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Strikes against fuel prices disrupt life across India
In India, an opposition-led strike over rises in fuel prices disrupted life in several major cities on Monday. Flights were grounded in Mumbai and Kolkata, while protesters attacked buses, blocked roads with burning tyres and organised sit-down protests on inter-city railway links.
Schools and businesses closed down for the one-day strike, which was called by the main opposition Bharatiya Janata Party (BJP) and leftist parties to protest against the Congress-led government's reform programme.
BJP spokesperson Ravi Pratap Rudy told RFI his party was not opposed to reforms per se, but questioned rather the timing of driving up prices when inflation was already high and half the population was living in poverty.
"It doesn't make any sense," he told RFI. "Economic reforms that should have taken place have been left on the backburner."
In New Delhi, the government said it would not be bullied into reneging on reform promises, and Finance Minister Pranab Mukherjee insisted there was "no question" of rolling back on the fuel price hikes.
The government scrapped petrol subsidies last month, and also announced an across-the-board rise in the price of other fuels as a key part of its strategy to rein in a yawning fiscal deficit.
Rudy rejects that the government is making meaningful moves.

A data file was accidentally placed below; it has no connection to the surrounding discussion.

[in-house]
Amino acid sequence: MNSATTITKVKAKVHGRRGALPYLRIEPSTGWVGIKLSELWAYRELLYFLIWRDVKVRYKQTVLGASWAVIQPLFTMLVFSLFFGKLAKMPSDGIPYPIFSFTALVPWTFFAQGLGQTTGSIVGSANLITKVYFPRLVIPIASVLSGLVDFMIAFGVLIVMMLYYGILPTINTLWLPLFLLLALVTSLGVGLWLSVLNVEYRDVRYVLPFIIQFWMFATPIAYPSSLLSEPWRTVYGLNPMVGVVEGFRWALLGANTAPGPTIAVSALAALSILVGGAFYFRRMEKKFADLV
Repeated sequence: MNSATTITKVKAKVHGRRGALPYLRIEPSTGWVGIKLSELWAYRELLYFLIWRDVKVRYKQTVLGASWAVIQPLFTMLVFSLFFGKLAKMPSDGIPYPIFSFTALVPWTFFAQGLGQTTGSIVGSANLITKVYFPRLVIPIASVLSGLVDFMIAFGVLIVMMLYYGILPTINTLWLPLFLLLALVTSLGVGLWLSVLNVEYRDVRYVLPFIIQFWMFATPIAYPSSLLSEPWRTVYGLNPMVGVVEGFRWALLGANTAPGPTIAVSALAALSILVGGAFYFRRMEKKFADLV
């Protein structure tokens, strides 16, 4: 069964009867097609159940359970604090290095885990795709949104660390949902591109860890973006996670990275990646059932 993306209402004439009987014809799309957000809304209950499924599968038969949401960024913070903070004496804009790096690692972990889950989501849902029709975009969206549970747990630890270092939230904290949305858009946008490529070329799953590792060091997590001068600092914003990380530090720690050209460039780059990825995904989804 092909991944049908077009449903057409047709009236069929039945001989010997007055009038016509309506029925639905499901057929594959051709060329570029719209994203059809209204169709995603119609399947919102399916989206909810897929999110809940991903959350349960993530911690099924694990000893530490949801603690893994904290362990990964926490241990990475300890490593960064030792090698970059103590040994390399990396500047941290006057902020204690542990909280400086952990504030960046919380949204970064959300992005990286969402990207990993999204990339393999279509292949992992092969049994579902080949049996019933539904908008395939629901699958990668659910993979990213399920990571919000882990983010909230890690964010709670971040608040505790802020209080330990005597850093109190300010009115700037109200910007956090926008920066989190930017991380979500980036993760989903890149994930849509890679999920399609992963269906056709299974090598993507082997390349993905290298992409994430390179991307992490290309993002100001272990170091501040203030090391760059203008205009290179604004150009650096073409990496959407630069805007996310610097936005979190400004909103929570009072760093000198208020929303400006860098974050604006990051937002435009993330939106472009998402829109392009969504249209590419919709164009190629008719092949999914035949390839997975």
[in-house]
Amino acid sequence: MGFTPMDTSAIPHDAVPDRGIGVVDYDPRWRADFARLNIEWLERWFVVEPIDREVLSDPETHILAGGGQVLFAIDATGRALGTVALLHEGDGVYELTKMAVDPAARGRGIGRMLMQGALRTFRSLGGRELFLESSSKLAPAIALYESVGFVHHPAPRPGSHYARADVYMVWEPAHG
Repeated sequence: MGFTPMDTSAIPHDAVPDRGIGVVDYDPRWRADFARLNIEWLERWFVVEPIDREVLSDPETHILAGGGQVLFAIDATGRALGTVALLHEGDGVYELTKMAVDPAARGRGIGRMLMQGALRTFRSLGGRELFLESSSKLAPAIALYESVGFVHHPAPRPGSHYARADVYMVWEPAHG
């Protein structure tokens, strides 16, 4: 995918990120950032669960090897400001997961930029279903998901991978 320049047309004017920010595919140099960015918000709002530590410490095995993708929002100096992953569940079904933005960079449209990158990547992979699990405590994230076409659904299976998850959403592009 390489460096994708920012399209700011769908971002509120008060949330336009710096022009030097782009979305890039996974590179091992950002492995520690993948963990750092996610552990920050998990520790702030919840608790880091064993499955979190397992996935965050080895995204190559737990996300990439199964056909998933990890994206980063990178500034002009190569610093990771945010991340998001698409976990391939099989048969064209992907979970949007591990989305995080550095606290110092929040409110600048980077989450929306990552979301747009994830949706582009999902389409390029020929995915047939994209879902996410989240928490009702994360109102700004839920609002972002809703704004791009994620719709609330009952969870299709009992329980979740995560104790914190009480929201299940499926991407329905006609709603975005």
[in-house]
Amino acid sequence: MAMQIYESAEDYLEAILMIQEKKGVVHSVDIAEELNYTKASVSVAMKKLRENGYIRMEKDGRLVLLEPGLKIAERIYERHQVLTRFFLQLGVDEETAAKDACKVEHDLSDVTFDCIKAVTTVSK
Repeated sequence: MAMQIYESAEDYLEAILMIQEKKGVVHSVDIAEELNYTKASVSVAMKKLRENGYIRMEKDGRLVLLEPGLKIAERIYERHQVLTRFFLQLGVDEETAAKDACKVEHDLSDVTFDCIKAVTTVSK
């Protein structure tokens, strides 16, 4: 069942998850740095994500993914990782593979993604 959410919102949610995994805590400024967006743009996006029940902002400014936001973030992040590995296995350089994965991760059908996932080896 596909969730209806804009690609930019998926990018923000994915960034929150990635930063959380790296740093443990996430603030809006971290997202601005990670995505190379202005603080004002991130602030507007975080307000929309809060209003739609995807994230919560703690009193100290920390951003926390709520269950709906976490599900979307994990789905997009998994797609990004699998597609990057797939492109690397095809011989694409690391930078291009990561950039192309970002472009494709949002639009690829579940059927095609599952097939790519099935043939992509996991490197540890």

"This government is for piecemeal action, which is not good enough to bring in reforms," he said.
The greatest impact of the strike was felt in states with non-Congress administrations, like West Bengal, Karnataka and Bihar.
The Bangalore software sector was also virtually shut down. Hundreds of software firms, including giants like Infosys and Wipro, told employees to stay at home.
In Kolkata, demonstrators took to the streets and held sit-down protests to block key intersections, but there were no reports of major violence.
"Normally, I'm against strike action, but this is different," said Sriparan Bose.
"Inflation is already hurting a lot of people, and the fuel rises are only going to make things worse. The government needs to rethink this," he added.
Mahesh Rangarajan, a political analyst at Delhi University, said the strike was a significant test of the commitment of Prime Minister Manmohan Singh's government to push through tough reforms.
Any rollback now "would be an erosion of their authority," he said.